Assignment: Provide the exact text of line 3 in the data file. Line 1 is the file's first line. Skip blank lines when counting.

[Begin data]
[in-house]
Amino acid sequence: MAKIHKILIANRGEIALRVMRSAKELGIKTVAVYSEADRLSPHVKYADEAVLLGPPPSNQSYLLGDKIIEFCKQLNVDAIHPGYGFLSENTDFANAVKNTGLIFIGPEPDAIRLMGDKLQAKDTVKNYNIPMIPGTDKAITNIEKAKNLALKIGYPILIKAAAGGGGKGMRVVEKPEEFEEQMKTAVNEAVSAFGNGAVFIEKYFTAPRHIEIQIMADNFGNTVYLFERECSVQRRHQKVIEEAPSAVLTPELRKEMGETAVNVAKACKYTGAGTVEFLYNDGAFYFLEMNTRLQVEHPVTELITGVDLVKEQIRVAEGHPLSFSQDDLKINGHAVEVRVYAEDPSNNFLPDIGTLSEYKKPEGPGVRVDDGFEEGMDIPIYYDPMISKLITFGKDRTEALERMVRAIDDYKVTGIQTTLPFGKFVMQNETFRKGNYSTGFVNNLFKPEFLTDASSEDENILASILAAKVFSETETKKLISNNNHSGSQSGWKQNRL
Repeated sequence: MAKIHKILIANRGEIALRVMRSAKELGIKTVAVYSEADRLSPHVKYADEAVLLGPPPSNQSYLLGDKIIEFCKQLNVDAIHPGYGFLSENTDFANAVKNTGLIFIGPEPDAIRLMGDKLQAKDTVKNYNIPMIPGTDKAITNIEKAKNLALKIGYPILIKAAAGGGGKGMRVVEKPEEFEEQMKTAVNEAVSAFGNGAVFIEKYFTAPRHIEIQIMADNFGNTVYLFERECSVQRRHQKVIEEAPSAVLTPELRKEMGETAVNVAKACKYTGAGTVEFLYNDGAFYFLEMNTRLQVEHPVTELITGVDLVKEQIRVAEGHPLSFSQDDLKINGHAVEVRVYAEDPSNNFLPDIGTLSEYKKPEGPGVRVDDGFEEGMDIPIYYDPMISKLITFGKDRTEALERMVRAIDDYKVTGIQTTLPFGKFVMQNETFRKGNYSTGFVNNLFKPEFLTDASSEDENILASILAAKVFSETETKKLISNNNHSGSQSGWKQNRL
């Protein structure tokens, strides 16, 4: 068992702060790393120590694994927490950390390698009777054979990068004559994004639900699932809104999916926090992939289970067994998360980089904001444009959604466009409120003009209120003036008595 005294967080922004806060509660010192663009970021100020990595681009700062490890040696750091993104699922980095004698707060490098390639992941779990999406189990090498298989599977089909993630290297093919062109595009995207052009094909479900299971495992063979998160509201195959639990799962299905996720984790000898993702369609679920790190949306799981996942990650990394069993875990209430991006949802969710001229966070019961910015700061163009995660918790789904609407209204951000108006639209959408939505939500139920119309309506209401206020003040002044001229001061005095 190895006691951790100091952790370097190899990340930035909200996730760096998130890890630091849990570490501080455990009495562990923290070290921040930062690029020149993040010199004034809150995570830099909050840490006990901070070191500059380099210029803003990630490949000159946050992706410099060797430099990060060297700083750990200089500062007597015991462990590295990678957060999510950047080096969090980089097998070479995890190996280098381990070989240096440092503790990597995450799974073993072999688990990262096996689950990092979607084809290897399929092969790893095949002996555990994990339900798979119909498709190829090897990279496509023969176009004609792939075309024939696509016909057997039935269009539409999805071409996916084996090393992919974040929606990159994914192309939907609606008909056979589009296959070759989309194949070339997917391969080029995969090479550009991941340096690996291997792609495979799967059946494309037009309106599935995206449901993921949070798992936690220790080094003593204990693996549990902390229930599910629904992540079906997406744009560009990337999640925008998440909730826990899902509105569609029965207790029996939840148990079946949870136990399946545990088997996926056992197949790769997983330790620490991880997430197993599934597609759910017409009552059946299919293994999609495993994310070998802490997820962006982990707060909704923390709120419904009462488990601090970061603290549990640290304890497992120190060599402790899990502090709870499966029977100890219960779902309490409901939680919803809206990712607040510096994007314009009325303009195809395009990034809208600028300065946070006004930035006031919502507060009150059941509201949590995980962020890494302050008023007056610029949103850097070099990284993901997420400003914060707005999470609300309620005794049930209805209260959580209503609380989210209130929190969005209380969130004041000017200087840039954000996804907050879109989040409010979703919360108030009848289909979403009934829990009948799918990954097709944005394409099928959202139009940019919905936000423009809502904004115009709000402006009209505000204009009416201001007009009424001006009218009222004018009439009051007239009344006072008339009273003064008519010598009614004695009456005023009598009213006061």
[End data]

Repeated sequence: MAKIHKILIANRGEIALRVMRSAKELGIKTVAVYSEADRLSPHVKYADEAVLLGPPPSNQSYLLGDKIIEFCKQLNVDAIHPGYGFLSENTDFANAVKNTGLIFIGPEPDAIRLMGDKLQAKDTVKNYNIPMIPGTDKAITNIEKAKNLALKIGYPILIKAAAGGGGKGMRVVEKPEEFEEQMKTAVNEAVSAFGNGAVFIEKYFTAPRHIEIQIMADNFGNTVYLFERECSVQRRHQKVIEEAPSAVLTPELRKEMGETAVNVAKACKYTGAGTVEFLYNDGAFYFLEMNTRLQVEHPVTELITGVDLVKEQIRVAEGHPLSFSQDDLKINGHAVEVRVYAEDPSNNFLPDIGTLSEYKKPEGPGVRVDDGFEEGMDIPIYYDPMISKLITFGKDRTEALERMVRAIDDYKVTGIQTTLPFGKFVMQNETFRKGNYSTGFVNNLFKPEFLTDASSEDENILASILAAKVFSETETKKLISNNNHSGSQSGWKQNRL